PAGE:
A common phrase these days, “what´s wrong with Warren”. When these ideas are floating around, it might be a good time to take the other side and bet with Buffett…but that is just speculation.
The critique likely comes from share price performance in 2019. That gives you a sense of how short term oriented some market pundits really are. The market is up 25%+ and Berkshire is only up single digits, etc. For market participants who focus on the underlying performance of the business and in long term investments, these comments are just non-sense.
If we look at the numbers, Berkshire has been performing very well. There are some businesses that are struggling, but that is expected since there are a wide array of subsidiaries. We will continue to have troubled investments, that we can be sure of. It is just part of the game.
Going back to the “What´s wrong with Warren” phrase, some arguments focus on lagging performance compared to S&P 500. Let´s look at the numbers.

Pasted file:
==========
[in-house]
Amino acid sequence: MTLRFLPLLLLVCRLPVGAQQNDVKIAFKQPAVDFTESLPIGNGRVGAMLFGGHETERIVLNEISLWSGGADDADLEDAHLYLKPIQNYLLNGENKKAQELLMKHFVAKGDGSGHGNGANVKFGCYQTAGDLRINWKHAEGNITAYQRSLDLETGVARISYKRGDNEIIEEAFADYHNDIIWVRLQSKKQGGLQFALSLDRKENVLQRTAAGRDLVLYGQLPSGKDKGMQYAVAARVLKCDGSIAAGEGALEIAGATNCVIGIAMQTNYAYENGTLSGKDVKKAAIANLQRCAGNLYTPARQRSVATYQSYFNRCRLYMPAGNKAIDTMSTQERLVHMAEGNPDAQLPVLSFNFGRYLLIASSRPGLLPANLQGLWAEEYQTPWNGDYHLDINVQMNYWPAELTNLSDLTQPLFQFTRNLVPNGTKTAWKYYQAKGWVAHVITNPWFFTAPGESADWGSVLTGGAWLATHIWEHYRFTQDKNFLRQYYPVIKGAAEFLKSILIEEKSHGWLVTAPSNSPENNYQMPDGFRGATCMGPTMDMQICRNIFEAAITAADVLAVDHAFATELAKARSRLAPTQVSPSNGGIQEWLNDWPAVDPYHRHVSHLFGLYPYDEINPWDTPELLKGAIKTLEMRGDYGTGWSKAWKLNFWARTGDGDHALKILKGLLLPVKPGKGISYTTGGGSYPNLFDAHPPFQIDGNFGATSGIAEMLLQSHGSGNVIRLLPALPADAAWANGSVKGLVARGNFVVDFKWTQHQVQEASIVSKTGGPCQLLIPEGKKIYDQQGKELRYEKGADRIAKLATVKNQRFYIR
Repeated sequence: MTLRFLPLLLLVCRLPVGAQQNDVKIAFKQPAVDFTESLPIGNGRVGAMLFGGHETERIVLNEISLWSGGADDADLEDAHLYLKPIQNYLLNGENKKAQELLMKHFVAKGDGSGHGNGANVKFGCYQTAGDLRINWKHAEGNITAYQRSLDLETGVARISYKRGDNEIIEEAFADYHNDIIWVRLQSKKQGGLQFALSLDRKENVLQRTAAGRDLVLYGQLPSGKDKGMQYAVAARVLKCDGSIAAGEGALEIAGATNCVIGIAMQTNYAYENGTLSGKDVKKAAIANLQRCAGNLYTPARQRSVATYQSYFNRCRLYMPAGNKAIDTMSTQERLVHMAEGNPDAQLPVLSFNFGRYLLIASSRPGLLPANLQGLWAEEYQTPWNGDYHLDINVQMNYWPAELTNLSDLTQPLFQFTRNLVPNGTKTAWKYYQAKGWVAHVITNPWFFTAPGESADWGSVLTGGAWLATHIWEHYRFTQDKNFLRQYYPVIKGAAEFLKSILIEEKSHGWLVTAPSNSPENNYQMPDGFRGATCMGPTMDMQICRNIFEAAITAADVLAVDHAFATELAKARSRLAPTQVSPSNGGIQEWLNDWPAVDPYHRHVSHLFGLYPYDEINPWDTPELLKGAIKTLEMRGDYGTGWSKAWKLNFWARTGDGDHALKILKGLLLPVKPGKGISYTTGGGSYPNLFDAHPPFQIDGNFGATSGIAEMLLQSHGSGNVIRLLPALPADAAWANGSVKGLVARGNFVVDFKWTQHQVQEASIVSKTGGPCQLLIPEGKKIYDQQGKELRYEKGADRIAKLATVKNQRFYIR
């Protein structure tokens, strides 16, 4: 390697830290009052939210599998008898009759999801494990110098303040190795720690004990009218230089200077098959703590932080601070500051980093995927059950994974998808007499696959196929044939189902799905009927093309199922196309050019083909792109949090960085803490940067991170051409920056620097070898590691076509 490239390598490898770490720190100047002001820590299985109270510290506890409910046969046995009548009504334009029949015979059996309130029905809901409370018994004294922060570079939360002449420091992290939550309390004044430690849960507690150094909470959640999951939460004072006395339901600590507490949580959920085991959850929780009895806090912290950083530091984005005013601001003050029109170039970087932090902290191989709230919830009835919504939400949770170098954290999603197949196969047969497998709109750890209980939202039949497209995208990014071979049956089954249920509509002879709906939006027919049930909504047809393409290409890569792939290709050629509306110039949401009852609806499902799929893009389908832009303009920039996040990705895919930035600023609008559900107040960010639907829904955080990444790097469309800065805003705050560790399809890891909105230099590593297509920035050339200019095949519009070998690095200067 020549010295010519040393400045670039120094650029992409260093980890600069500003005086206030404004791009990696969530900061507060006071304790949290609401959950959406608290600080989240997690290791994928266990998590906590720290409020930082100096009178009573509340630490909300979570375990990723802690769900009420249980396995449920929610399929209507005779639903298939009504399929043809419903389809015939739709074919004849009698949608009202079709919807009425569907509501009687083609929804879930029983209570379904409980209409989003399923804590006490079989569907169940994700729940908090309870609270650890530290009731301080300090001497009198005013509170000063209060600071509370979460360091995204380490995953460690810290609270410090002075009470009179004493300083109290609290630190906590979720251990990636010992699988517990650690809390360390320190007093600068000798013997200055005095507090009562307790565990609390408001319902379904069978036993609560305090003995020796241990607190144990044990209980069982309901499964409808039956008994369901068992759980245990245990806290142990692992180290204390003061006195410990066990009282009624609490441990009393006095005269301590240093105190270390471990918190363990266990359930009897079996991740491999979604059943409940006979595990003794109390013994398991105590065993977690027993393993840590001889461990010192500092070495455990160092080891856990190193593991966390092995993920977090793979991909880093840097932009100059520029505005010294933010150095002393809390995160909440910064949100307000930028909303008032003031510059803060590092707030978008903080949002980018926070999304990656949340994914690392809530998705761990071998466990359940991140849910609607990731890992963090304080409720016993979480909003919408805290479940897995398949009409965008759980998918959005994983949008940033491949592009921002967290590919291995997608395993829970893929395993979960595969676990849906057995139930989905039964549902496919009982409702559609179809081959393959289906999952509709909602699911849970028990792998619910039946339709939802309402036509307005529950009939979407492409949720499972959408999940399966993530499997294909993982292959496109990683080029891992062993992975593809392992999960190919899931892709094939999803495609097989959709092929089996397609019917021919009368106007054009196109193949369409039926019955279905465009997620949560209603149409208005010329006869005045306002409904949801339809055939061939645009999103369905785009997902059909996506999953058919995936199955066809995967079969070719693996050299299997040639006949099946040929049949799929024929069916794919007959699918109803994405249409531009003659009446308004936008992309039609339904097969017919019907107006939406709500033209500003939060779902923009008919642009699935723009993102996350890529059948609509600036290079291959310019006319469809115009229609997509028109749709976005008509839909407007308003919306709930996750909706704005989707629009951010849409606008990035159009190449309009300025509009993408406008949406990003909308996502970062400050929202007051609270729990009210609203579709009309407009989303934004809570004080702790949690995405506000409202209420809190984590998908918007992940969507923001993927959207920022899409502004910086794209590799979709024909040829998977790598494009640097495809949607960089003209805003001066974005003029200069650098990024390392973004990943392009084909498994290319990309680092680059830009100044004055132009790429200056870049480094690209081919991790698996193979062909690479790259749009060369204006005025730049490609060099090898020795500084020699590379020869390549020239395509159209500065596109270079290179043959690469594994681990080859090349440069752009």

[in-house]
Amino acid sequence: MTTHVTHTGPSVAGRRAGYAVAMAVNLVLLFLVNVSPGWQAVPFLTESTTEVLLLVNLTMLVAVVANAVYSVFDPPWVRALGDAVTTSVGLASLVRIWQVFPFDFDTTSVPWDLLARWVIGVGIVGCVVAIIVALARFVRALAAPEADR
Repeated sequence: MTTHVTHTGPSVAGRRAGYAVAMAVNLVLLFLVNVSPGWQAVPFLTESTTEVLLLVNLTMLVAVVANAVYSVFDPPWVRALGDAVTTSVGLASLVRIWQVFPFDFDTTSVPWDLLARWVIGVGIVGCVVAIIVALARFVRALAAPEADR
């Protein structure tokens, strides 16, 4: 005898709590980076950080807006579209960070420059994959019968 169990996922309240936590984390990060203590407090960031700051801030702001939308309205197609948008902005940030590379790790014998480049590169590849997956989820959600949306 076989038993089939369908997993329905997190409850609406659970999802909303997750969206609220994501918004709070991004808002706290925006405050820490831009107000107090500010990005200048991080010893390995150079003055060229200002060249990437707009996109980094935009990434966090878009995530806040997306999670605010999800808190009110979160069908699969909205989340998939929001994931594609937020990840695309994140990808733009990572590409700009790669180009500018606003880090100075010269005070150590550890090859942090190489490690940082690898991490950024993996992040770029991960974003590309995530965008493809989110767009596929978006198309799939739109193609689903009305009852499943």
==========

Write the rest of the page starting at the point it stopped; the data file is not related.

We can compare the growth in book value per share of Berkshire and the S&P 500 total return, since right before the crisis. I am using this period since I think it is fair to use the whole cycle, not just the “bull” market that started in 2009.
As we can see, Berkshire has outperformed by a significant margin in this period. Very different from what we constantly hear in the media these days. During this period, the annualized growth in BVPS for Berkshire has been 10.3% while the S&P 500 TR 8.5%.
This is not a great comparison since book value is not as relevant as it used to be for Berkshire. Also, it is not fair to compare book value growth to total return. But at least, it is a valuable exercise and it shows that Berkshire´s underlying performance has been very good.
I prefer to use another metric, which in my opinion tracks performance more closely. That is growth per share in operating earnings (excluding insurance) and in liquid assets.
Since 2007, annual growth per share in operating earnings and liquid assets has been 12.3% and 8.2%, respectively. Those are impressive results.
I think over time, intrinsic value and share price will likely track the growth in these 2 figures (operating earnings and liquid assets per share).